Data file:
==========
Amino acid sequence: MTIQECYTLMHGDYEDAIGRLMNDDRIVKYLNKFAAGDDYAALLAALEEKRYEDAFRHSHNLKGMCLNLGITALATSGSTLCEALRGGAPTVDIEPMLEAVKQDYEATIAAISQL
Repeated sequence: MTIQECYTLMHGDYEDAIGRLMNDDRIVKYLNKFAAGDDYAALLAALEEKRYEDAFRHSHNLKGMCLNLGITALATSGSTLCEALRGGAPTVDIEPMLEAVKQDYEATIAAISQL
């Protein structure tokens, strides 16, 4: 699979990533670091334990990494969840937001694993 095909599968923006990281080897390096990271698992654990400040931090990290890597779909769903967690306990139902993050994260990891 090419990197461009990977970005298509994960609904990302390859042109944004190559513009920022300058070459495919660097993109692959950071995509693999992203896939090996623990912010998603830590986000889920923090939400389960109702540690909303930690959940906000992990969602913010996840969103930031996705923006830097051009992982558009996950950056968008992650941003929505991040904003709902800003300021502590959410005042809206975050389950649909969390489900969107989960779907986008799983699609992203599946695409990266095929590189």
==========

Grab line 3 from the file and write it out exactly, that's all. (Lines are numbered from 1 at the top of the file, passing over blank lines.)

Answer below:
């Protein structure tokens, strides 16, 4: 699979990533670091334990990494969840937001694993 095909599968923006990281080897390096990271698992654990400040931090990290890597779909769903967690306990139902993050994260990891 090419990197461009990977970005298509994960609904990302390859042109944004190559513009920022300058070459495919660097993109692959950071995509693999992203896939090996623990912010998603830590986000889920923090939400389960109702540690909303930690959940906000992990969602913010996840969103930031996705923006830097051009992982558009996950950056968008992650941003929505991040904003709902800003300021502590959410005042809206975050389950649909969390489900969107989960779907986008799983699609992203599946695409990266095929590189």